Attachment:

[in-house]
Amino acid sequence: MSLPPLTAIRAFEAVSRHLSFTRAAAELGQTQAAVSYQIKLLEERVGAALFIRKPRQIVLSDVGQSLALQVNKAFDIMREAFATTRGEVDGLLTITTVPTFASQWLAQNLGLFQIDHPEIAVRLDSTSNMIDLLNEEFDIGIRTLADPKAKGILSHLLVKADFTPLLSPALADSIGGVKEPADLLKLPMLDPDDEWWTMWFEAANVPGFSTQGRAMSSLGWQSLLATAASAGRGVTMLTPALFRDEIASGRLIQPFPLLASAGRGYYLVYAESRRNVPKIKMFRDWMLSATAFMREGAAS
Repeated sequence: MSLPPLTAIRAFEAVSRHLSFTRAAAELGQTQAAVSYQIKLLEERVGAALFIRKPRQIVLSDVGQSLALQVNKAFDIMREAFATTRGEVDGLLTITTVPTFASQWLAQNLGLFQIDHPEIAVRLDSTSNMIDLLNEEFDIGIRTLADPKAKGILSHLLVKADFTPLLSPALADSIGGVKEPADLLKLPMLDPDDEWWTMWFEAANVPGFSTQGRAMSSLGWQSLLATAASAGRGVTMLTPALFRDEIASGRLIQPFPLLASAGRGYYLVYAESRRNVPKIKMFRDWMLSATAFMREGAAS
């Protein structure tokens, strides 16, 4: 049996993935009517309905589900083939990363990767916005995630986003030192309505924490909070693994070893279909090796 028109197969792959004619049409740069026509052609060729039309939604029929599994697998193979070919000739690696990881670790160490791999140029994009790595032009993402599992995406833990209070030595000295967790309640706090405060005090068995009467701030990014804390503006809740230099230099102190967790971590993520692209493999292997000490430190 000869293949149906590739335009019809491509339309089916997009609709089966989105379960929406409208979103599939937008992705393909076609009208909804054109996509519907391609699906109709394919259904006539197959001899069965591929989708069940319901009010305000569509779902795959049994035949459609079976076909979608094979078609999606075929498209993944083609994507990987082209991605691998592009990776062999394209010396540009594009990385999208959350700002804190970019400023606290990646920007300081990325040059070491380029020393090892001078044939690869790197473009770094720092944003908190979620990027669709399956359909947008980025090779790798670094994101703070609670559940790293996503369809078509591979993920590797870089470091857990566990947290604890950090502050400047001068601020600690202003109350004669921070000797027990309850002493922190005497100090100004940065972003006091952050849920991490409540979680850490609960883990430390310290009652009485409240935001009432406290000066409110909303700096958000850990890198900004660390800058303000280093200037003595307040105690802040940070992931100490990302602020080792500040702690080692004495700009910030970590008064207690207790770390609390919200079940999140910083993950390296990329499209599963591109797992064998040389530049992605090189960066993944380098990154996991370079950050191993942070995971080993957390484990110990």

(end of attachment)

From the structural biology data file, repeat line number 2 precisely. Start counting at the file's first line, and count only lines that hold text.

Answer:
Amino acid sequence: MSLPPLTAIRAFEAVSRHLSFTRAAAELGQTQAAVSYQIKLLEERVGAALFIRKPRQIVLSDVGQSLALQVNKAFDIMREAFATTRGEVDGLLTITTVPTFASQWLAQNLGLFQIDHPEIAVRLDSTSNMIDLLNEEFDIGIRTLADPKAKGILSHLLVKADFTPLLSPALADSIGGVKEPADLLKLPMLDPDDEWWTMWFEAANVPGFSTQGRAMSSLGWQSLLATAASAGRGVTMLTPALFRDEIASGRLIQPFPLLASAGRGYYLVYAESRRNVPKIKMFRDWMLSATAFMREGAAS